In a conversation with The Insider, defense expert Oleksandr Kovalenko said that it should take up to 5-6 months for the Armed Forces of Ukraine (AFU) to counterattack based on last year’s experience. In his assessment, Ukrainian troops need three counterattacks to fully liberate Ukraine’s occupied territories. The expert suggested that the fighting will continue in 2024 – the same year the war could potentially end. The following year could prove decisive in putting an end to combat operations in all areas, Kovalenko added.
“If we talk about Western support for Ukraine, in addition to those aspects that are being handled inline with the reserve resources, we’ll move into a period when we need to use the zero-production cycle – that is, to use resources that are produced here and now, such as ammunition. That support is essential.”
The expert also disagreed with Mick Ryan’s assessment that the Russian army is adapting on operational, tactical and strategic levels simultaneously. For example, the Russian army still has a number of unresolved general issues, such as logistics, the supply of troops, forward units and command&control systems for these units, Kovalenko noted. All this has remained unchanged since the full-scale invasion of Ukraine first began, he added.
“Even relatively recently in the Marinka area, we observed a large gathering of Russian tank units, and their combat formation was made up of a classic pattern – a consequence of the lack of appropriate capabilities in their command&control system. If there had been an M-142 HIMARS somewhere nearby at the time, there would have been little left of this cluster of tanks, so they were lucky. And the offensive towards Vuhledar in late January and early February, which failed, only confirms that they don't change anything tactically, and make the same mistakes – starting with the columns they used to advance and burn in Ukrainian cities, for example, in Bucha, and along the highways in the Kyiv and Chernihiv regions. They also forded the Siversky Donets and essentially lost a battalion-tactical group in one day. We are now witnessing something similar in other directions.”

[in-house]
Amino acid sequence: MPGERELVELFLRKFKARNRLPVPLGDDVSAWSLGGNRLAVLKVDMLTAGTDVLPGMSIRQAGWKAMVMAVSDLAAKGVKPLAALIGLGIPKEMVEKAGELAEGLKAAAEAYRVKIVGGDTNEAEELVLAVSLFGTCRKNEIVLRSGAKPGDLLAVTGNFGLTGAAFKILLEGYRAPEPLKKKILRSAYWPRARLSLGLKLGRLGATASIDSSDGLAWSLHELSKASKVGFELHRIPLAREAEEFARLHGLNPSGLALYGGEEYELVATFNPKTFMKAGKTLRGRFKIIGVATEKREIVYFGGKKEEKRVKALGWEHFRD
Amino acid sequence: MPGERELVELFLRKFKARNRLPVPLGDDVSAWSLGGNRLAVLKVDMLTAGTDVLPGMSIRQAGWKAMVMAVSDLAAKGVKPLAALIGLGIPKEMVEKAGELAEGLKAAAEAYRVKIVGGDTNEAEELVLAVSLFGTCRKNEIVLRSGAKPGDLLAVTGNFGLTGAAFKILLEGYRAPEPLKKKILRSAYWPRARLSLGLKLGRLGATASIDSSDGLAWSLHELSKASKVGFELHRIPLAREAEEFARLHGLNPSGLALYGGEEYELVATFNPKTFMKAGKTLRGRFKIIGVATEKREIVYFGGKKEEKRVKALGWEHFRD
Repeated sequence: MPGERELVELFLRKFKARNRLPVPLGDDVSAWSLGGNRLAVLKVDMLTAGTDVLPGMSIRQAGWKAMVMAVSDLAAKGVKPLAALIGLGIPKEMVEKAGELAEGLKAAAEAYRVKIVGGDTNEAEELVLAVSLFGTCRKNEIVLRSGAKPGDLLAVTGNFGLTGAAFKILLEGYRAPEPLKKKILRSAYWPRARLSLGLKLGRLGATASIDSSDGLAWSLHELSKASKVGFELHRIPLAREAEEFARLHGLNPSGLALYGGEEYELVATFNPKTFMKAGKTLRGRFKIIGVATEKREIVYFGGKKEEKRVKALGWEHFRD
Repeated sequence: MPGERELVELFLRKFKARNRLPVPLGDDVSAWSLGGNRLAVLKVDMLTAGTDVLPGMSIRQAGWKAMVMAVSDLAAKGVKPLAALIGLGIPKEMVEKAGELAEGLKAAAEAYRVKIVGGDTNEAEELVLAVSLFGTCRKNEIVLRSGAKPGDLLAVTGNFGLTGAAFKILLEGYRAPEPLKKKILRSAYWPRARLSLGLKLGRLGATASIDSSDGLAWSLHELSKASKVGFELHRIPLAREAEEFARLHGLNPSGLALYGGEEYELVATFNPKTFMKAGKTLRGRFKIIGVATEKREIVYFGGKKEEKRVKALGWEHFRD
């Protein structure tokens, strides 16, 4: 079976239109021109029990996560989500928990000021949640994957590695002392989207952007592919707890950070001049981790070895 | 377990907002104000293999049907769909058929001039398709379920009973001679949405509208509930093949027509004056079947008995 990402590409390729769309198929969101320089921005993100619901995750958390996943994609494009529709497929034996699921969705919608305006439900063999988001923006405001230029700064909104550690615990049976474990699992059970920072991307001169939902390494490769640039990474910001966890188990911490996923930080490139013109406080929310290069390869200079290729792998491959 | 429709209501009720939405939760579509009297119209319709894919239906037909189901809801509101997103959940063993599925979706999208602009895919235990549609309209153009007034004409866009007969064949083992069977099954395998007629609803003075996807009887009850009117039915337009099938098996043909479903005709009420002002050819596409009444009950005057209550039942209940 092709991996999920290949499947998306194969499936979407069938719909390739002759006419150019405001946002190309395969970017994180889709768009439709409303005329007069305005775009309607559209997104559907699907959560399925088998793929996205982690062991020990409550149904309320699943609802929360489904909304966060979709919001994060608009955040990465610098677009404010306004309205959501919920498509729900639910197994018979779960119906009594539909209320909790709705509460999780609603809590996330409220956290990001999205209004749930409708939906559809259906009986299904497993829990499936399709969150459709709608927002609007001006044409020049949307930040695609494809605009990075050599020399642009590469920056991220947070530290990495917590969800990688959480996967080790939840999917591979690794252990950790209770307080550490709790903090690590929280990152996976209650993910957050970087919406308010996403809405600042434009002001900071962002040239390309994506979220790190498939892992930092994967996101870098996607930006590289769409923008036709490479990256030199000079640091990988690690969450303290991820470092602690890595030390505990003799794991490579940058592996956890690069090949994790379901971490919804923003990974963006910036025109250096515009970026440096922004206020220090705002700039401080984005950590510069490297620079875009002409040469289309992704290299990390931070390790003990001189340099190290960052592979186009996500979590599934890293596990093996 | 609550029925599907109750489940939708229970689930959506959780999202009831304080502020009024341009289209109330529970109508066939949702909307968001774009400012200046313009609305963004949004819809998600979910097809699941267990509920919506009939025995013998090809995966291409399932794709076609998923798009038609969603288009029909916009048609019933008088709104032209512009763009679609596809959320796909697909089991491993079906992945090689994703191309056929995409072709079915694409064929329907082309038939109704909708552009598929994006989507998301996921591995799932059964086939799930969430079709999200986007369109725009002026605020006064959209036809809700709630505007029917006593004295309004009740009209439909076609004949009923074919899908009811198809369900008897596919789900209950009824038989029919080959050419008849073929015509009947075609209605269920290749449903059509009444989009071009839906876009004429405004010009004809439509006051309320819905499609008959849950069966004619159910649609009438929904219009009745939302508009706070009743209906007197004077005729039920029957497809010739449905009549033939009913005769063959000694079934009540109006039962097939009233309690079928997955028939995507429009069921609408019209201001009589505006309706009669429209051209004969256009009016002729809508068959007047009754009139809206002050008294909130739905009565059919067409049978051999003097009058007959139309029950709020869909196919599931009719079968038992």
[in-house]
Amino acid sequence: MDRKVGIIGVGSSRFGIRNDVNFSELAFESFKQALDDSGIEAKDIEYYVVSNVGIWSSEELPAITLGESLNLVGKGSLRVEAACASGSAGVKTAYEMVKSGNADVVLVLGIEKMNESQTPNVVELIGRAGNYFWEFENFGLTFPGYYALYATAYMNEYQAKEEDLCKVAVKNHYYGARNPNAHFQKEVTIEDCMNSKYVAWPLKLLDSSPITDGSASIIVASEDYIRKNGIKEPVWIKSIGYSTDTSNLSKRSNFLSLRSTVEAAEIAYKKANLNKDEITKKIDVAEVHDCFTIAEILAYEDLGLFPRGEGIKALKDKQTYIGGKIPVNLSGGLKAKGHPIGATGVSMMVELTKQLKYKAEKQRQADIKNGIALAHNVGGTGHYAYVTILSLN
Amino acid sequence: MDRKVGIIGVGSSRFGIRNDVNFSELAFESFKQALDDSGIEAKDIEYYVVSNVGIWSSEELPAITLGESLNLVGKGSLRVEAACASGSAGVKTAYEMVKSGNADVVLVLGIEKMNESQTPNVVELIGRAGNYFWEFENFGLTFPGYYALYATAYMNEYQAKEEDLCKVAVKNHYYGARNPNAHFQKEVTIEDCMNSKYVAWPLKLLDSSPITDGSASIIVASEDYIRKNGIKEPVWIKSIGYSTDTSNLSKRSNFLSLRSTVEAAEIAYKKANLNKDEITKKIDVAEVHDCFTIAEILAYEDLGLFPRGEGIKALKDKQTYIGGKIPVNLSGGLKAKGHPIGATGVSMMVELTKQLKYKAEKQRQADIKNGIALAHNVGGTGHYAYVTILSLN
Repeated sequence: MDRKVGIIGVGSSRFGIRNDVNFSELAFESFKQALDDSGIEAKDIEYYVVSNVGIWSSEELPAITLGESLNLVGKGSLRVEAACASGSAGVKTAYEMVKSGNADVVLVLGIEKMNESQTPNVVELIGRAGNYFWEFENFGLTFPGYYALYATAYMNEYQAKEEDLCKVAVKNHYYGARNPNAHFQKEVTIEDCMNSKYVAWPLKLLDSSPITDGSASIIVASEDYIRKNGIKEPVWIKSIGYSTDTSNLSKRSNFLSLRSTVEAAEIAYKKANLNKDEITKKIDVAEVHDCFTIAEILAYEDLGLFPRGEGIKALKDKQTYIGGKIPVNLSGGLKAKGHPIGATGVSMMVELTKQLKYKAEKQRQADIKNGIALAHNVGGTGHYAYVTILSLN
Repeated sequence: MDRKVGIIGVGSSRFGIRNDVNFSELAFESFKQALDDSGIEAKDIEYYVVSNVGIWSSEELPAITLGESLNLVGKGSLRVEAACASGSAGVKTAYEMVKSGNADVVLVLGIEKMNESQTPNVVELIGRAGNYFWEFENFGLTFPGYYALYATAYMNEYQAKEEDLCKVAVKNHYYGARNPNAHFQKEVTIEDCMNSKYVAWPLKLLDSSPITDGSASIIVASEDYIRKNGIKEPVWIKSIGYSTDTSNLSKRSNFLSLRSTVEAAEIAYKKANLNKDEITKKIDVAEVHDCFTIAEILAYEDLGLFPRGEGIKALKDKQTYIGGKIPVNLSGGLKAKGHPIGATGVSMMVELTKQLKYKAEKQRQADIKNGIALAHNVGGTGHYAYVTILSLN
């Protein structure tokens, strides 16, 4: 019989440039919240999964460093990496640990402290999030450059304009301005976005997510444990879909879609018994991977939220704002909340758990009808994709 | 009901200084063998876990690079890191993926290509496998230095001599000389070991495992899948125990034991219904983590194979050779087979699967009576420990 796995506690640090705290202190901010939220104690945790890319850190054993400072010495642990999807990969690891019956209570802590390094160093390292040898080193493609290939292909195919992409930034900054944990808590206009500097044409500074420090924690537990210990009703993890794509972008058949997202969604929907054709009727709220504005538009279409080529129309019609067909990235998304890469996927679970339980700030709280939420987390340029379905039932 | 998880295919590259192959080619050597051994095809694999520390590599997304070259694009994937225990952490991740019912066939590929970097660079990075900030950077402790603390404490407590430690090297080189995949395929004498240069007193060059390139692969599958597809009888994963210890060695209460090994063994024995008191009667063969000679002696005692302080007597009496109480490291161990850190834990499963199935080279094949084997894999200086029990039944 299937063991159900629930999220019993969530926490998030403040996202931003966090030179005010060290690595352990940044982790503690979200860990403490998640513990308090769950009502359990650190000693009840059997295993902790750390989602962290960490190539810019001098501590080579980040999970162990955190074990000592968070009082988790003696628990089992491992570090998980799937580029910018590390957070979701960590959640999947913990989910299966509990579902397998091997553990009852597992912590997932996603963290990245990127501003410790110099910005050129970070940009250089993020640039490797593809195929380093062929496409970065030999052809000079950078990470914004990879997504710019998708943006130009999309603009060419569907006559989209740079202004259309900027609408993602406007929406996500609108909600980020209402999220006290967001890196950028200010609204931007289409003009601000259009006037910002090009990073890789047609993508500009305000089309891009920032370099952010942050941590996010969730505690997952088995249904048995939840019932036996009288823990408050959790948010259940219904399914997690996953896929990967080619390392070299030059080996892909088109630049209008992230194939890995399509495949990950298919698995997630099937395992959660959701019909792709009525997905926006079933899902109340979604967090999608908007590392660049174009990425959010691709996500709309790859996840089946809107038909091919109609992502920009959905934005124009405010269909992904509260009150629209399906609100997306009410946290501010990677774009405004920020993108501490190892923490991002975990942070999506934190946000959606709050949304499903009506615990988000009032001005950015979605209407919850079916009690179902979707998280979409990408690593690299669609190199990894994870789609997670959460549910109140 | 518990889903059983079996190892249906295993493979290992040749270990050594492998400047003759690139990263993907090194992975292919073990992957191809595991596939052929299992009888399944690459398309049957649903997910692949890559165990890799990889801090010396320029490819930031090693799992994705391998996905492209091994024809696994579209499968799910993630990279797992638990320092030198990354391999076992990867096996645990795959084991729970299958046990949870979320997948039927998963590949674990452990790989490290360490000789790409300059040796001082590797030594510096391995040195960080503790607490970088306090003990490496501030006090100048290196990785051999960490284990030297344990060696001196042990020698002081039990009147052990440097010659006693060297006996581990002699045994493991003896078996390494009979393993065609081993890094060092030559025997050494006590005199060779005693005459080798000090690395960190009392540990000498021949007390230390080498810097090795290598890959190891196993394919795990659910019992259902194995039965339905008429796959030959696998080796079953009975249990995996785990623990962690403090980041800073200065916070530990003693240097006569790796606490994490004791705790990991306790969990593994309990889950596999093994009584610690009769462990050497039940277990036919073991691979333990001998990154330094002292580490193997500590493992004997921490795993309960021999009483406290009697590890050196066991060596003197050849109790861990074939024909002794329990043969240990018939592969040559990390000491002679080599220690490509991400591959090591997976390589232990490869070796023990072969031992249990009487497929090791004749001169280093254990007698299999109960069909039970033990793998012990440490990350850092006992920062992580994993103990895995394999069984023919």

According to Kovalenko, the resources of the Russian army are being depleted, and the Russian Armed Forces continue to withdraw old Soviet equipment, such as retired T-54 and T-55 tanks, from storage.
NATO changes strategy
NATO has been preparing for potential hostilities on its borders since the start of Russia’s full-scale invasion of Ukraine, wrote The New York Times, citing current and former alliance officials with knowledge of the matter. NATO has replaced the “deterrence by retaliation” strategy that prevailed during the Cold War with “deterrence by denial.” The latter means more troops on the border with Russia, deeper integration of US and allied military plans, increased military spending, and more detailed requirements for allies to have specific kinds of forces and equipment to fight.
On April 4, Finland officially became the 31st member state of NATO, increasing the total length of Russia's land border with NATO states from 1,215 km (with Poland, Lithuania, Latvia, Estonia and Norway) to 1,300 km with Finland alone, more than doubling the previous amount. Finland, together with Sweden, applied to join NATO following the start of Russia’s full-scale invasion of Ukraine. Sweden's accession to NATO is still being hindered by Turkey.
750,000 Russians to become “‘special military operation’ veterans”
At least 750,000 Russians are slated to take part in the invasion of Ukraine, according to an estimate by the government-run fund “Defenders of the Fatherland,” headed by Russian President Vladimir Putin's cousin's daughter Anna Tsivileva. These figures were cited in a presentation intended for official use, revealed media project We Can Explain (“Mozhem Obyasnit”). The authors of the report also estimated that almost 16,000 veterans will be officially considered disabled. As of February 1, more than 72,000 people had received the status of “‘special military operation’ veteran,” and over 1,500 soldiers returned from the front line with disabilities.